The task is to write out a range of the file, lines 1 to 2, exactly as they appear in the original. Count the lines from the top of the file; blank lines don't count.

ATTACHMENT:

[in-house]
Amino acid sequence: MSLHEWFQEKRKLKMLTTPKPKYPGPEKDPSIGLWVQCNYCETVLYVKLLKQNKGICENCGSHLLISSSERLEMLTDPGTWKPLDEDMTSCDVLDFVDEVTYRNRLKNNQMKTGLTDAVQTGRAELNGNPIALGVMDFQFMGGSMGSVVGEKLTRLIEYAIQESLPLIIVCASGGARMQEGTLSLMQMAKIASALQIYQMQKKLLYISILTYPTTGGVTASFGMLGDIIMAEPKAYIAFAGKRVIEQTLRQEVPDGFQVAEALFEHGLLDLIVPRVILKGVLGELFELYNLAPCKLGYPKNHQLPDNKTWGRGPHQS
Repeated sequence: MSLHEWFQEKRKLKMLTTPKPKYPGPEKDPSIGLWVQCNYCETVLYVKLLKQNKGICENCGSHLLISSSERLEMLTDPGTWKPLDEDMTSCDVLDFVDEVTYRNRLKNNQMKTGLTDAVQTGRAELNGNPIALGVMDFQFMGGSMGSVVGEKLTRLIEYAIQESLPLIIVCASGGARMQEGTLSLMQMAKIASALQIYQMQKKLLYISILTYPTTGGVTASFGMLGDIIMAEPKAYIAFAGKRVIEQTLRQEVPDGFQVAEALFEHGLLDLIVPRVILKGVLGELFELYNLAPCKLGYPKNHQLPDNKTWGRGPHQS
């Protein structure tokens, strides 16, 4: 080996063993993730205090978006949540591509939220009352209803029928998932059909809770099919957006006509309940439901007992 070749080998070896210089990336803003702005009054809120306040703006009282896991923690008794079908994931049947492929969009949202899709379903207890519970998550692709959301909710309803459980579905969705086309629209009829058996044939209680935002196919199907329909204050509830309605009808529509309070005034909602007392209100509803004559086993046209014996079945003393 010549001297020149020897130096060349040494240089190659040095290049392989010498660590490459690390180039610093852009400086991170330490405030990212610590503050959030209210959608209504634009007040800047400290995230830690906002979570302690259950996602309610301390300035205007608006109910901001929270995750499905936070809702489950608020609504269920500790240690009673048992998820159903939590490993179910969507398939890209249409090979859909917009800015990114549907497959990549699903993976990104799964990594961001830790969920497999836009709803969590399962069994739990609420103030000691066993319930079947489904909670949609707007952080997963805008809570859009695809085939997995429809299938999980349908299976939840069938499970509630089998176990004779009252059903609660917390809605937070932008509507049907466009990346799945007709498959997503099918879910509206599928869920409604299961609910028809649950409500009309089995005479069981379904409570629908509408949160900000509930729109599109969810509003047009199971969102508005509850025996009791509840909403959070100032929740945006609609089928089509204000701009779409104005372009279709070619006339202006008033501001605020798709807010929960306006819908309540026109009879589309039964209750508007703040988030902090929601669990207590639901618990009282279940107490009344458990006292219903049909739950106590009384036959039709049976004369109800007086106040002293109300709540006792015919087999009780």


[in-house]
Amino acid sequence: MSLHEWFQEKRKLKMLTTPKPKYPGPEKDPSIGLWVQCNYCETVLYVKLLKQNKGICENCGSHLLISSSERLEMLTDPGTWKPLDEDMTSCDVLDFVDEVTYRNRLKNNQMKTGLTDAVQTGRAELNGNPIALGVMDFQFMGGSMGSVVGEKLTRLIEYAIQESLPLIIVCASGGARMQEGTLSLMQMAKIASALQIYQMQKKLLYISILTYPTTGGVTASFGMLGDIIMAEPKAYIAFAGKRVIEQTLRQEVPDGFQVAEALFEHGLLDLIVPRVILKGVLGELFELYNLAPCKLGYPKNHQLPDNKTWGRGPHQS